MUMBAI: The Indian film industry is projected to touch Rs 136.5 billion in 2015 from Rs 87.5 billion in 2010, growing at a CAGR of 9.3 per cent over the next five years.
On the other hand, as per PwC’s latest report titled India Entertainment & Media Outlook 2011, the Indian entertainment and media (E&M) industry is slated to continue its double-digit growth trajectory in 2011. The industry is expected to touch Rs 1199 billion growing cumulatively at 13.2 per cent CAGR to 2015.
Indian E&M industry recorded one of the highest growth rates in the world growing at 11.2 per cent in 2010. This was largely due to rebound in consumer spend, advertising spend and most importantly in the E&M spend. The industry grew a little slower than expected largely due to the downturn in the film segment. All the other segments grew as predicted. The industry is poised for greater growth in the foreseeable future though some key regulatory hurdles remain.
PwC India leader – entertainment & media practice Timmy S Kandhari said, “The buoyant advertisement spend will have to be supplemented with subscription growth for sustainable profitable growth in E&M revenues. Addressable digitisation in the broadcast space and focus on good content across sectors will go a long way in achieving this objective.”
On the other hand, the television sector is projected to command half of the entertainment pie by 2015 as it is estimated to grow at a robust 14.5 per cent cumulatively over the next five years, from an estimated Rs 306.5 billion in 2010 to Rs 602.5 billion by 2015.
The print media sector is projected to grow by 9.6 per cent over the period 2011-15, reaching Rs 282 billion in 2015 from the present Rs 178.7 billion in 2010.
The radio sector is projected to grow at a CAGR of 19.2 per cent over 2011-15, reaching Rs 26 billion in 2015 from the present Rs 10.8 billion in 2010.
Due to the tremendous uptake of the mobile VAS market, the music sector is projected to grow at a CAGR of 17.6 per cent over 2011-15, reaching Rs 21.4 billion in 2015 from Rs 9.5 billion in 2010.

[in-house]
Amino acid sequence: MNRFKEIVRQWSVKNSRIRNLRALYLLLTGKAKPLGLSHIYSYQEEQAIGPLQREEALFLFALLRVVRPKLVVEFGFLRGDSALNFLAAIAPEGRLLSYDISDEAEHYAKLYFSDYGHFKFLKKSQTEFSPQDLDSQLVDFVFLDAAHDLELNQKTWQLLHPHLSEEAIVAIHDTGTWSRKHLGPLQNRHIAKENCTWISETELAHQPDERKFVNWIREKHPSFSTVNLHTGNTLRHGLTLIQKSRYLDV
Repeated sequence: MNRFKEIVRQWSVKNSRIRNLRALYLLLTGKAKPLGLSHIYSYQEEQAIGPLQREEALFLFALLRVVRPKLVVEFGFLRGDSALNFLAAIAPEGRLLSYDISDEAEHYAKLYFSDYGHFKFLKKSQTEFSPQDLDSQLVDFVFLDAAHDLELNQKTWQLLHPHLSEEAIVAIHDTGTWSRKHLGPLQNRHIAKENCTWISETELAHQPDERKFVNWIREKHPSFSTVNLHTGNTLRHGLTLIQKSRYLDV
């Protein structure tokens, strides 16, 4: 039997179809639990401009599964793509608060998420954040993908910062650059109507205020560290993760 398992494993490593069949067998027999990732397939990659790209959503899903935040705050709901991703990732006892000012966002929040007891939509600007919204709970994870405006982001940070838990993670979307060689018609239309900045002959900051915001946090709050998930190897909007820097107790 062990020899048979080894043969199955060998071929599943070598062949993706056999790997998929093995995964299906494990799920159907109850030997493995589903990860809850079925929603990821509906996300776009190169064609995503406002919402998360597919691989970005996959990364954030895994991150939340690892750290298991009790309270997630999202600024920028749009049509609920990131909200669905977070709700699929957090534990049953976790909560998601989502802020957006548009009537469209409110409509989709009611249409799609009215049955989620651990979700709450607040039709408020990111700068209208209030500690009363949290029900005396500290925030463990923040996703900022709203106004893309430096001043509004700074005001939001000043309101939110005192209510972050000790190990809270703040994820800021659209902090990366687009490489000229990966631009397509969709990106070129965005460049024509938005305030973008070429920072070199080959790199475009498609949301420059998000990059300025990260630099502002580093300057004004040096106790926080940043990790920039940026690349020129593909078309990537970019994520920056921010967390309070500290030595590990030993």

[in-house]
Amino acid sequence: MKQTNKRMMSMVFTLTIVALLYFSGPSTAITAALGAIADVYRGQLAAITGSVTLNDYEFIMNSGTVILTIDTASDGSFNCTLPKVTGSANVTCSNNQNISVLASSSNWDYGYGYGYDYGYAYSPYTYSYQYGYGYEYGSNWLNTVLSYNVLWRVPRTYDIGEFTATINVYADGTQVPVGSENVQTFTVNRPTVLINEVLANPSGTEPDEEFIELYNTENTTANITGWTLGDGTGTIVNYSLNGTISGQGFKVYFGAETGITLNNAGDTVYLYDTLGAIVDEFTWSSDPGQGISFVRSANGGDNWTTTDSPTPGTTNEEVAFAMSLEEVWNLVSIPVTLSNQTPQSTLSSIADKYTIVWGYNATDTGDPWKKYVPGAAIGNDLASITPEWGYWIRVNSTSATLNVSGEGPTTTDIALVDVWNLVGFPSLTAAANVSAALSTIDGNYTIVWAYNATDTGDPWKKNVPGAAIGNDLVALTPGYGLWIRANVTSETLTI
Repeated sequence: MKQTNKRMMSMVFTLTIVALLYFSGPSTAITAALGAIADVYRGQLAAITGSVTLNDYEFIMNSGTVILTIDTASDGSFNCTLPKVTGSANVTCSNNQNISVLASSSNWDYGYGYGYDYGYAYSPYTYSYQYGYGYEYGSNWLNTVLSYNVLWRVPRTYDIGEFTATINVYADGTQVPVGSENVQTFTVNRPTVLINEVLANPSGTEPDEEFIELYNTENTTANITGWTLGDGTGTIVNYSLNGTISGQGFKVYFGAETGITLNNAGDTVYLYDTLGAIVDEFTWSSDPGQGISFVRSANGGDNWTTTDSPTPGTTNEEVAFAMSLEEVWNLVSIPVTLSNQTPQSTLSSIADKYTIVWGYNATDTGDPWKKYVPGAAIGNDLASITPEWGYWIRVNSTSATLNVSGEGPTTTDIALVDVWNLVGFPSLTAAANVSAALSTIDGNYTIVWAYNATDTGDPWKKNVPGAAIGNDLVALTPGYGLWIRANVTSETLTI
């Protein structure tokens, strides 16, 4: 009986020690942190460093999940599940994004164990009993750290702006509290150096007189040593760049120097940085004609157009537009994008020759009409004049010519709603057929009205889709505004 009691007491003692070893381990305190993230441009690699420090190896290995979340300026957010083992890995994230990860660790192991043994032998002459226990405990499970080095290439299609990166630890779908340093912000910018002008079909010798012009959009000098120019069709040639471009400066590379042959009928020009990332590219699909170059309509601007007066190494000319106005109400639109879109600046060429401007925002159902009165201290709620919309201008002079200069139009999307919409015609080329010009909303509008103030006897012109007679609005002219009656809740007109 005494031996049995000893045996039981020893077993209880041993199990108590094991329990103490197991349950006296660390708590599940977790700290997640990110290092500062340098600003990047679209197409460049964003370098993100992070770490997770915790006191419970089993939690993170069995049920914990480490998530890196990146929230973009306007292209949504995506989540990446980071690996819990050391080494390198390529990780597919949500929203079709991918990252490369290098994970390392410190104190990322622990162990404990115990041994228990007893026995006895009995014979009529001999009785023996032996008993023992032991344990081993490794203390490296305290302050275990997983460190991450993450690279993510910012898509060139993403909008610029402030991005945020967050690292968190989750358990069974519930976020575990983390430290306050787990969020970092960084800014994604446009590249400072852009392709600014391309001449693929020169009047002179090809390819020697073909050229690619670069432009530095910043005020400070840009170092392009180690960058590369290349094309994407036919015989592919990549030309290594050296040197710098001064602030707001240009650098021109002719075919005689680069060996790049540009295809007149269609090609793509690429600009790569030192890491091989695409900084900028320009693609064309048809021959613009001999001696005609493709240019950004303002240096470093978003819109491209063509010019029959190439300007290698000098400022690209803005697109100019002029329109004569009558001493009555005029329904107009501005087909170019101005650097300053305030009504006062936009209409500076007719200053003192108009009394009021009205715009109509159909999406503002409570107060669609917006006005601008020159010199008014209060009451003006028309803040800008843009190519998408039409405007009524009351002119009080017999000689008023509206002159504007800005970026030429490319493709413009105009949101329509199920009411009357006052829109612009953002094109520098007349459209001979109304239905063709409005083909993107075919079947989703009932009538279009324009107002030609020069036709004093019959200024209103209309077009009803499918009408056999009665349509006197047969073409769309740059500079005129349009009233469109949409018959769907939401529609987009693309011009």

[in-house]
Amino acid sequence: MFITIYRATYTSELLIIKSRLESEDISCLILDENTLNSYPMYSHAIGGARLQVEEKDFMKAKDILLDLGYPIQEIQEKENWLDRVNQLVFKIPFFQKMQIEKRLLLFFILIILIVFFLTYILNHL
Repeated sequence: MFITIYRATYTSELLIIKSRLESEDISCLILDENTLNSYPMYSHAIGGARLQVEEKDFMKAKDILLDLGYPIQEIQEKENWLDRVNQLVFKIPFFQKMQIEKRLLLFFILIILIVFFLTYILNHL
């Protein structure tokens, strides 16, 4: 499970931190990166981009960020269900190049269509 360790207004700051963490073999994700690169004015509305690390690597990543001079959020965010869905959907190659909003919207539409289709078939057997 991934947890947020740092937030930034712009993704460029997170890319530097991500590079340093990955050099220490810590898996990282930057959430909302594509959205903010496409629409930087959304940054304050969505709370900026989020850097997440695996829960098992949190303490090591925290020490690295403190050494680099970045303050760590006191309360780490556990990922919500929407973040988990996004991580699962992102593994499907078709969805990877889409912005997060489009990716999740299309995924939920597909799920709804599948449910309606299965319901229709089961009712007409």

With rebound in overall advertising, internet advertising too is projected to grow by 25.5 per cent over the next five years and reach an estimated Rs 24 billion in 2015 from the present Rs 7.7 billion in 2010.
On the other hand, the estimated size of Out of home (OOH) advertising spend is Rs 14.0 billion in 2010, which is projected to reach Rs 24 billion in 2015.
Animation, gaming and VFX industry will continue to maintain its growth pace and is projected to grow at a CAGR of 21.4 per cent to Rs 82.6 billion in 2015 from its current size of Rs 31.3 billion.
Other Factors in the Outlook:
The advertisement spends registered high growth of 14.3 per cent in 2010 as compared to negligible growth in 2009. Internet advertising, with 28 per cent growth, remained the fastest growing segment as an increasing number of advertisers are using online platform to connect with the youth.
Digital vs. Non-Digital Spend
The next five years will see digital technologies increase their influence across the industry and rapid change in technologies and consumer behaviour will continue across all E&M segments. However, the pace of change will continue to be slower in India as compared to other territories.
On the migration to digital consumption, PwC global leader – entertainment & media practice Marcel Fenez said, “The Indian consumer is yet to reap the benefits of the enhanced digital experience seen in other markets where smart devices and enhanced bandwidth speed prevail. This is an issue highlighting the need for future infrastructure investment and the overall affordability of devices.”
India, like the rest of the world, will have to contend with rising demand from consumers for digital experience. This is adding new complexities for the E&M industry in terms of delivery and monetisation. Many of these will need to be addressed by collaboration across the digital value chain.
Kandhari added, “While there is good revenue growth, the challenge for the Indian industry would be how to make the growth profitable in all its constituents. Favourable government policies will help but the industry does need to look at their own operating model such that sustained investment in the E&M sector becomes possible.”